They had advertised that they were looking for writers and I responded. The concept of ancient Egyptian beauty secrets was my idea. The ancient Egyptians had a very holistic outlook- they didn’t separate beauty from health from magic. It’s all intertwined. So fragrances, for example, are simultaneously evocative and seductive, magically powerful and potentially therapeutic. A very simple anti wrinkle treatment involves placing two drops of essential oil of frankincense into a teaspoon of sweet almond oil and applying it to the cleansed face before retiring for the night. As an added bonus, many people find frankincense to be aphrodisiac plus, if you inhale the fragrance, it creates a relaxing effect and frankincense, like essential oils in general, is antiseptic.
Now that’s a modern adaptation of an Egyptian formula. Back in the old days, the Egyptians would have used goose fat as the base but modern sensibilities probably prefer sweet almond oil, available at virtually every health food store and plenty of supermarkets, too. Another light vegetable oil could be substituted too, if preferred, such as apricot kernel or grape seed.
Link to TourEgypt articles:
7. You’ve researched thousands of different cultures for your books, what is one of the most surprising things you’ve learned in your research?
The virtually universal existence of a magical culture that transcends ethnic, national, political, and religious boundaries. There is a culture of spell-casting that despite all kinds of regional and cultural differences shares so much in common. I am very proud to belong to this greater metaphysical community.
8.What are your thoughts on how magic is portrayed on television and in film?
Well, I’m an easy sell- if you stick a witch or magical practitioner into any sort of entertainment, I’m fairly guaranteed to watch it. But you always have to keep in mind that these portrayals are intended as entertainment. In most cases, what you’re viewing is fantasy and so you have to suspend expectations of reality. This is true even when what you’re watching on-screen superficially looks ‘real’ such as Arthur Miller’s “The Crucible”. That’s a work of fiction loosely based on a historical event, not an accurate depiction of the events in Salem. This may sound obvious if you’re already grounded in the realities of magic but I receive a lot of email from frustrated people who are sincerely attempting to learn practical magic by watching “Charmed” and “Buffy”.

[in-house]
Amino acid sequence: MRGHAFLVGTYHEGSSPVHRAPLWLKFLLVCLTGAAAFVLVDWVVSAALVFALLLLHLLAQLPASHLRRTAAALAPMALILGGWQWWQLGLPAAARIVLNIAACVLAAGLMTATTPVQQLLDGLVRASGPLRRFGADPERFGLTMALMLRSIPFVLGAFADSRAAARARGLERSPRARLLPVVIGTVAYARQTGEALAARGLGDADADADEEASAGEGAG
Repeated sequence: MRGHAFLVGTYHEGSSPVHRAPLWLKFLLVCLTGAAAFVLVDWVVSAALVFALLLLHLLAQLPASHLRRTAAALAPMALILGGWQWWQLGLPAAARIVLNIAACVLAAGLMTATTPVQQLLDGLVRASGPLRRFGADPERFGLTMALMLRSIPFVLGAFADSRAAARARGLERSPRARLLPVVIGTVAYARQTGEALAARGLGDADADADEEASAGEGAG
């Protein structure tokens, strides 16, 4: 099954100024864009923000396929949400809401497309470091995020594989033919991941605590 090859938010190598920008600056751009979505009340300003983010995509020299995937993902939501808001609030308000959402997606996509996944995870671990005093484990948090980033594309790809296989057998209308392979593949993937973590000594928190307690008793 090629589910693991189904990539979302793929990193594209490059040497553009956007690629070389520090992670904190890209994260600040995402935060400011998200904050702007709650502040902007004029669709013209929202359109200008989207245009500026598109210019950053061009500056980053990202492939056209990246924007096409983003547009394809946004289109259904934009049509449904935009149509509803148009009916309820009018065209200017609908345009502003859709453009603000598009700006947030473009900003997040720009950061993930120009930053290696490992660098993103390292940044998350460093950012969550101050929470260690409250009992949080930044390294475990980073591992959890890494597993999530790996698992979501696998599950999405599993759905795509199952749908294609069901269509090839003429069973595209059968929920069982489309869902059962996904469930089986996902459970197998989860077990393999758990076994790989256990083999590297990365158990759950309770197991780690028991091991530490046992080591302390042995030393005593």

What I look for personally is the essence of what’s being portrayed. The way that essence is portrayed makes the difference between something I enjoy watching and something that disturbs me. I like my witches fun, empowered, and unrepentant. My favorite movie witch is Veronica Lake’s Jennifer in “I Married a Witch”. I really like “La Sorcière”, although it’s tragic. The way Bellatrix LeStrange is portrayed in the Harry Potter films fascinates me for reasons that will probably end up in a book someday. I like Marge Simpson and her sisters in “Tree House of Horror VIII”.
I can enjoy watching something but still have issues with it. I think Kim Novak is gorgeous in “Bell, Book, and Candle”. I covet her wardrobe but I’m impatient with those old falsehoods about witches not being able to cry or fall in love or wishing they were mundane mortals. I love “Buffy the Vampire Slayer” even though I resent the way that witchcraft is used as a metaphor for addiction.
9. What projects are you working on now that my readers can look forward to?
I just completed “The Weiser Field Guide to Witches”, which should be out later this year. That was a lot of fun- it’s sort of a mini-encyclopedia. Right now, I’m working on another thousand-pager, an encyclopedia devoted to saints, holy people, and miracle workers from around the world and spells and rituals associated with them.
10. Parting shot! Ask us here at The Magical Buffet any one question.
Any suggestions for books or classes I should be working on?
I love your encyclopedias! If you can keep finding themes for them, I’ll keep reading them.
Judika Illes is the author of . She is a tarot card reader and a certified aromatherapist. Learn more at www.judikailles.com.